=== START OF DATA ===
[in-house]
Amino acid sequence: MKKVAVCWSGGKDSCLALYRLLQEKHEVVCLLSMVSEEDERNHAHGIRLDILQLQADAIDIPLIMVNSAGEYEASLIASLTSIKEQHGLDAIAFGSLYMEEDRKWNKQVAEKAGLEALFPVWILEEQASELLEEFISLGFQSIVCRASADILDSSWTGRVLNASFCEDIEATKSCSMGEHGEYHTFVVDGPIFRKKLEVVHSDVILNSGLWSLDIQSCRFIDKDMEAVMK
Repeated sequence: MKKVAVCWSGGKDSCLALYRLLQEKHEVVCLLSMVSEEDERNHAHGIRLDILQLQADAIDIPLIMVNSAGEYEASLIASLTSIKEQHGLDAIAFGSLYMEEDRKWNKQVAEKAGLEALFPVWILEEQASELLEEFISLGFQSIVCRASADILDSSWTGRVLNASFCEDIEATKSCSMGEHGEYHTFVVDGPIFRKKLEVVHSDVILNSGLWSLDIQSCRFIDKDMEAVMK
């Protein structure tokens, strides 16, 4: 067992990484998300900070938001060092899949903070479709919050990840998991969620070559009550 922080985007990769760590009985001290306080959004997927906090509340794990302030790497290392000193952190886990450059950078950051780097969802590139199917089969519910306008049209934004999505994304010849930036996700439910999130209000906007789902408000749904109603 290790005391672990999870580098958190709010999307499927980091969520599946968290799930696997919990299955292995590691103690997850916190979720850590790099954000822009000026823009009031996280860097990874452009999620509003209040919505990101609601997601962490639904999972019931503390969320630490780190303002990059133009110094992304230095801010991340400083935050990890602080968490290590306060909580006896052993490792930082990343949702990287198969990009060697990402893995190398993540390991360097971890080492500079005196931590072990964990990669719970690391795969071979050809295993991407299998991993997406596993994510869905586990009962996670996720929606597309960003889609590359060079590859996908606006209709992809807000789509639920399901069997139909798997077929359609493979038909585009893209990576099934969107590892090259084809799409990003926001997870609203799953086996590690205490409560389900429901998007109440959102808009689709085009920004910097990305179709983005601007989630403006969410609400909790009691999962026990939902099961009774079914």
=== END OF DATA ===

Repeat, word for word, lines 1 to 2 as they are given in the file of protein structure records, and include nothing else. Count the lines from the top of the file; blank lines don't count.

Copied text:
[in-house]
Amino acid sequence: MKKVAVCWSGGKDSCLALYRLLQEKHEVVCLLSMVSEEDERNHAHGIRLDILQLQADAIDIPLIMVNSAGEYEASLIASLTSIKEQHGLDAIAFGSLYMEEDRKWNKQVAEKAGLEALFPVWILEEQASELLEEFISLGFQSIVCRASADILDSSWTGRVLNASFCEDIEATKSCSMGEHGEYHTFVVDGPIFRKKLEVVHSDVILNSGLWSLDIQSCRFIDKDMEAVMK